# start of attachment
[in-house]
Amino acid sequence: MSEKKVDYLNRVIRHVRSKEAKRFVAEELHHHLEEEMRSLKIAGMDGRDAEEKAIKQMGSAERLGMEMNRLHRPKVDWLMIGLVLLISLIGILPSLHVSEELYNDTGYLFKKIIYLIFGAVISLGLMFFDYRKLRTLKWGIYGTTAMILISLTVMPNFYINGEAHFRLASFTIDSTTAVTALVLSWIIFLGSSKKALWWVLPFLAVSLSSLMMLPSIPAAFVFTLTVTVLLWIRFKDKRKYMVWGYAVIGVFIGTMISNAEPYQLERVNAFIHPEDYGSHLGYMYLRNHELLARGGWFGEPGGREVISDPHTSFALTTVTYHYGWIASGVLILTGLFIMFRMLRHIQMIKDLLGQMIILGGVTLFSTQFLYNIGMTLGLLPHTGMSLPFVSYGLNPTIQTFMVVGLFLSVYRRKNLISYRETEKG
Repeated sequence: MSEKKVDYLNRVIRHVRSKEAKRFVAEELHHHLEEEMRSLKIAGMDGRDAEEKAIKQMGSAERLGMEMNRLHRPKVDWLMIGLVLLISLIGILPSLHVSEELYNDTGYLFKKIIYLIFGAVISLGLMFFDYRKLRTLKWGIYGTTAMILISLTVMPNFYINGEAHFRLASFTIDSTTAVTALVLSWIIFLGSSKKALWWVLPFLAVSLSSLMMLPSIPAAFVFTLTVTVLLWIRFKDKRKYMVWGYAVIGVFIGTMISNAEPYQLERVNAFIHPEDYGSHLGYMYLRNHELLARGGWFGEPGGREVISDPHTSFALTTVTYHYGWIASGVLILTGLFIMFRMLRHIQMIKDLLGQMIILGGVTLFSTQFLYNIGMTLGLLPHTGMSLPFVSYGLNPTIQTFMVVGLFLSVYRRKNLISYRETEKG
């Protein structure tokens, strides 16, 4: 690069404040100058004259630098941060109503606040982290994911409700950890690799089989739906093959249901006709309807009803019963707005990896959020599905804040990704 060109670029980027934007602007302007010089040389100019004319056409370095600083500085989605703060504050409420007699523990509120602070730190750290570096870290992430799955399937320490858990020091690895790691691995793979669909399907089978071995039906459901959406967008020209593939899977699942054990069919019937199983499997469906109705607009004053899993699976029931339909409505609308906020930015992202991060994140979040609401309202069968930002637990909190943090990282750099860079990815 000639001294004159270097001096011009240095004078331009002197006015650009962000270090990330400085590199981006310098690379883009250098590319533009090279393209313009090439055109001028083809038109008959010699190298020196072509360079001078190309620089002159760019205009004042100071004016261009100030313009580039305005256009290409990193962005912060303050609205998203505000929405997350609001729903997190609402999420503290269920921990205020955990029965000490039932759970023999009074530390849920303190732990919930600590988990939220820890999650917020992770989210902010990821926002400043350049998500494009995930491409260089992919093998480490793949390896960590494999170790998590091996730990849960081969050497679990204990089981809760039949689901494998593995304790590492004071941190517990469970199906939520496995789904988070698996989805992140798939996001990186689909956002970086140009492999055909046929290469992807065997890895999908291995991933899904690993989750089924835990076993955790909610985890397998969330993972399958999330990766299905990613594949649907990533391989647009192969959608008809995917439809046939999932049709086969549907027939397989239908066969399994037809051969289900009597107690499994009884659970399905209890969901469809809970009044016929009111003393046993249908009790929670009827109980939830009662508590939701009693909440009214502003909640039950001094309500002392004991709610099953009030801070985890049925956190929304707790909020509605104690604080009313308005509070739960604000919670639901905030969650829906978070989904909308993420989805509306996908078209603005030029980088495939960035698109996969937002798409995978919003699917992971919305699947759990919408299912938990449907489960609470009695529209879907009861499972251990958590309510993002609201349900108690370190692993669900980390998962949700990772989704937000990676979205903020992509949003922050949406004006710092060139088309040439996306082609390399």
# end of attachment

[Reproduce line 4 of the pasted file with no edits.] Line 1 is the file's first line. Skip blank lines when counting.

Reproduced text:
């Protein structure tokens, strides 16, 4: 690069404040100058004259630098941060109503606040982290994911409700950890690799089989739906093959249901006709309807009803019963707005990896959020599905804040990704 060109670029980027934007602007302007010089040389100019004319056409370095600083500085989605703060504050409420007699523990509120602070730190750290570096870290992430799955399937320490858990020091690895790691691995793979669909399907089978071995039906459901959406967008020209593939899977699942054990069919019937199983499997469906109705607009004053899993699976029931339909409505609308906020930015992202991060994140979040609401309202069968930002637990909190943090990282750099860079990815 000639001294004159270097001096011009240095004078331009002197006015650009962000270090990330400085590199981006310098690379883009250098590319533009090279393209313009090439055109001028083809038109008959010699190298020196072509360079001078190309620089002159760019205009004042100071004016261009100030313009580039305005256009290409990193962005912060303050609205998203505000929405997350609001729903997190609402999420503290269920921990205020955990029965000490039932759970023999009074530390849920303190732990919930600590988990939220820890999650917020992770989210902010990821926002400043350049998500494009995930491409260089992919093998480490793949390896960590494999170790998590091996730990849960081969050497679990204990089981809760039949689901494998593995304790590492004071941190517990469970199906939520496995789904988070698996989805992140798939996001990186689909956002970086140009492999055909046929290469992807065997890895999908291995991933899904690993989750089924835990076993955790909610985890397998969330993972399958999330990766299905990613594949649907990533391989647009192969959608008809995917439809046939999932049709086969549907027939397989239908066969399994037809051969289900009597107690499994009884659970399905209890969901469809809970009044016929009111003393046993249908009790929670009827109980939830009662508590939701009693909440009214502003909640039950001094309500002392004991709610099953009030801070985890049925956190929304707790909020509605104690604080009313308005509070739960604000919670639901905030969650829906978070989904909308993420989805509306996908078209603005030029980088495939960035698109996969937002798409995978919003699917992971919305699947759990919408299912938990449907489960609470009695529209879907009861499972251990958590309510993002609201349900108690370190692993669900980390998962949700990772989704937000990676979205903020992509949003922050949406004006710092060139088309040439996306082609390399």